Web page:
Companies in Malaysia are forecasting a median 4.5% increase in overall salaries for 2022, according to the annual Total Remuneration Survey (TRS) 2021 by Mercer that polled 544 organizations – of which 97% are multi-national companies (MNCs) – across 10 industries in Malaysia between April and June this year.
Excluding companies that have implemented wage freezes, this is a 0.4% improvement from 4.1% this year but still below the 5% in 2019.
Although Malaysia’s median salary increment is below the Asia Pacific average of 5.4%, it shows confidence in the country’s economic recovery, with its Gross Domestic Product (GDP) estimated to grow by 4.5%1 this year, returning close to pre-pandemic levels of 4.4% in 2019.
Across the region, Pakistan (9%) reported the highest salary increase while Japan’s 2022 estimate is the lowest at 2.3%. Mercer’s Career Business Leader in Malaysia, Koay Gim Soon, said, “While the rebound in salary increments shows that companies are confident of Malaysia’s gradual reopening to business, it is still lower than pre-pandemic levels.
“Faced with financial pressures, we see differences in the challenges faced and the pace of recovery for MNCs and small to medium enterprises (SMEs). Even though multinational corporation (MNCs) have had the means to survive thus far, they now need to look into areas like engagement and productivity, as employees have been staying put and expect more than just compensation.
SMEs on the other hand, with lesser resources, must stay focused on key business priorities and keep their compensation packages competitive to attract and retain the right talent to keep their businesses afloat,” he added.
Increase in salaries across all industries
Across the industries surveyed, the Lifestyle Retail industry is expected to see the biggest upturn in salary increment at 4.2%2 in 2022, up from 3% in 2021. This is followed by the Life Sciences (0.7% increase to 5%), as well as the Consumer Goods and Chemical industries, both up 0.5% to 4.5% and 5% respectively.
In terms of variable bonuses, employers in Malaysia have also increased the average bonus payout to 2.2 months for 2021, compared to 2.1 months in 2020, with the Life Sciences and Shared Services industries seeing the highest payout of 2.4 months.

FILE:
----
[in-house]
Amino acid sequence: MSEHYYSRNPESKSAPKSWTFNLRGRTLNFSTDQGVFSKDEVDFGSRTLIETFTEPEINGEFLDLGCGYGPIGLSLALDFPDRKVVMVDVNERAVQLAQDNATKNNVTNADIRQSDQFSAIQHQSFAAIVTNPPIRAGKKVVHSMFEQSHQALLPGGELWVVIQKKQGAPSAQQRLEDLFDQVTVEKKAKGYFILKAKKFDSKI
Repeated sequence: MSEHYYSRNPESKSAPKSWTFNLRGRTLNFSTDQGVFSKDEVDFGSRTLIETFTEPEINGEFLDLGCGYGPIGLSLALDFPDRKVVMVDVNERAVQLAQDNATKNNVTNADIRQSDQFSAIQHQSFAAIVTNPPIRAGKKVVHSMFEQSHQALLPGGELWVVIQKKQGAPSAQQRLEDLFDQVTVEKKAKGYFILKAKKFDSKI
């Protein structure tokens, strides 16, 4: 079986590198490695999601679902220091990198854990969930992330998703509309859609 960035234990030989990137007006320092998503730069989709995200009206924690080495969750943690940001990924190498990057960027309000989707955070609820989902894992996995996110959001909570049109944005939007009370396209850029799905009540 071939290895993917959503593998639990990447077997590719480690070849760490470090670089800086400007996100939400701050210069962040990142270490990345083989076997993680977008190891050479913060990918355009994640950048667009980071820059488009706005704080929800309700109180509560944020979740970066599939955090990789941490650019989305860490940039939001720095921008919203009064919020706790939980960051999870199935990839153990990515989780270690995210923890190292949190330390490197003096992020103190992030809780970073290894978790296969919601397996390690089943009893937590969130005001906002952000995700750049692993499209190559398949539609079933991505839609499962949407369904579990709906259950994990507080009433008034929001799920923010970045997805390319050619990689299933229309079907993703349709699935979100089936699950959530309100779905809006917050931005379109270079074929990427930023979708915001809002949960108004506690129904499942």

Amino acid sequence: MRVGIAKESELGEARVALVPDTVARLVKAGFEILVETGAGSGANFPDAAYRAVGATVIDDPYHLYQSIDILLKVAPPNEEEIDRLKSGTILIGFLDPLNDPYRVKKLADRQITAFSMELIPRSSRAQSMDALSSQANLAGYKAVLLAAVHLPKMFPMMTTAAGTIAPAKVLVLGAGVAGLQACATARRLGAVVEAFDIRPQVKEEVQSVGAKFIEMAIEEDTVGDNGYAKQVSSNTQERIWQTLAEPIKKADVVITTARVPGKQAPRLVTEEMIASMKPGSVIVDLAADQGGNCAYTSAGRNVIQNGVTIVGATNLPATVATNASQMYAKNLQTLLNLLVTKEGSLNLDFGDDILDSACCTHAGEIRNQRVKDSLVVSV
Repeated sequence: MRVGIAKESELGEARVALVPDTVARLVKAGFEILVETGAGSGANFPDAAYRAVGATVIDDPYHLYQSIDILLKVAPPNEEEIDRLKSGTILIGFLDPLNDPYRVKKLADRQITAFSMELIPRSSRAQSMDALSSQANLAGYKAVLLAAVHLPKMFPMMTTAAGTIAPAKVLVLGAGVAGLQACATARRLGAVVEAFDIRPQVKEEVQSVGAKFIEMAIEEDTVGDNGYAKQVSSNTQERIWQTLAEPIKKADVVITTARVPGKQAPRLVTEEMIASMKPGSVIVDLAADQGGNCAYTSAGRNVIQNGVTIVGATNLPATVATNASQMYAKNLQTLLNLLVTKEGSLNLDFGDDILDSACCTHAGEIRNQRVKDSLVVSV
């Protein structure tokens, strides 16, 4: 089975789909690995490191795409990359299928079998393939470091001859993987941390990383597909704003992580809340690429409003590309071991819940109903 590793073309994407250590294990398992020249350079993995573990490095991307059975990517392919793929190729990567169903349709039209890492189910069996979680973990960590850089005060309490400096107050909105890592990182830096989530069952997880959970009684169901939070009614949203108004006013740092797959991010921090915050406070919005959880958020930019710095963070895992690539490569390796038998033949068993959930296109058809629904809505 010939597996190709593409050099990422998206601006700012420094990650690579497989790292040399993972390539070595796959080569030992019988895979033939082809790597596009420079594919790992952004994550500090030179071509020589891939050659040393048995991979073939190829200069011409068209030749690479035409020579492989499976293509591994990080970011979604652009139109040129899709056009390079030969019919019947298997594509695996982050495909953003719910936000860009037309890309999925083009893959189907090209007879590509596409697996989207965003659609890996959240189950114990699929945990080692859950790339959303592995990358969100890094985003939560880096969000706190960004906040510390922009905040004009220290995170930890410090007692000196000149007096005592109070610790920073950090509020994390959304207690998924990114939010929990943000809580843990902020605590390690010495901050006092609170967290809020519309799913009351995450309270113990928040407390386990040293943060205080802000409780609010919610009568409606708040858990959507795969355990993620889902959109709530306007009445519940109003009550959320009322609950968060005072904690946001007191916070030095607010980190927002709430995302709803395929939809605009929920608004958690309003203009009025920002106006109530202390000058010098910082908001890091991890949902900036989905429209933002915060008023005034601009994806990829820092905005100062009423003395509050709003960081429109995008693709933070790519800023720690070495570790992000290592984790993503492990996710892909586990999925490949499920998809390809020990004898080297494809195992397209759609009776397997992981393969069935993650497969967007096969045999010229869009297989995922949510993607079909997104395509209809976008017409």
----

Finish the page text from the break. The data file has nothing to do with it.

Commenting on the industry salary trends, Mr Koay explained, “Businesses in the Life Sciences and Chemicals space are traditionally more resilient to economic uncertainty, which probably explains why they are able to make salary increments and bonus payouts consistently.
“The uptick in salary increments for the Lifestyle Retail & Consumer Goods industries is a positive sign that consumer spending is picking up on Malaysia’s road of returning to normalcy,” he said.
Labor market recovery to gain momentum into 2022
Of all the survey’s respondents, 20.1% intend to add headcount whereas 1.9 % of employers specified they will reduce their headcount, down from 5.7% this year. Involuntary attrition for the first half of 2021 has dipped to 1.6%, compared to 3.3% in 2020 and 3.6% in 2019, indicating that companies are in a better position to retain their workforce and keep their businesses afloat.
Mr Koay said, “The reopening of economic and social activities in mid-August has seen a boost in hiring, resulting in a drop in the unemployment rate. We anticipate a sustained recovery in Malaysia’s job market going into 2022.
“Employers will need to do more to compete for the talent they need as they position themselves for growth. This includes embracing hybrid work arrangements and rethinking their employee value proposition, including compensation,” he emphasized.
Towards a robust hybrid working environment
With improving business sentiment, the Malaysian government also recently announced new guidelines to expand flexible work arrangements to all sectors that could help companies to continue economic activities and offer better benefits to their employees, especially during the Movement Control Orders (MCO) in the country.
Mercer’s CEO for the South East Asia Growth Markets, Godelieve van Dooren, said, “The pandemic has forced many companies to rethink their entire employee value proposition. With workplace flexibility becoming the norm for employees, employers should focus on creating a working environment that meets both business and personal needs.
“Apart from compensation, hybrid training and development programs, enhancing benefits programs for hybrid working and providing on-the-go health and mental wellness support are great examples of how employers can raise employee engagement and maintain a healthy, productive workforce,” she added.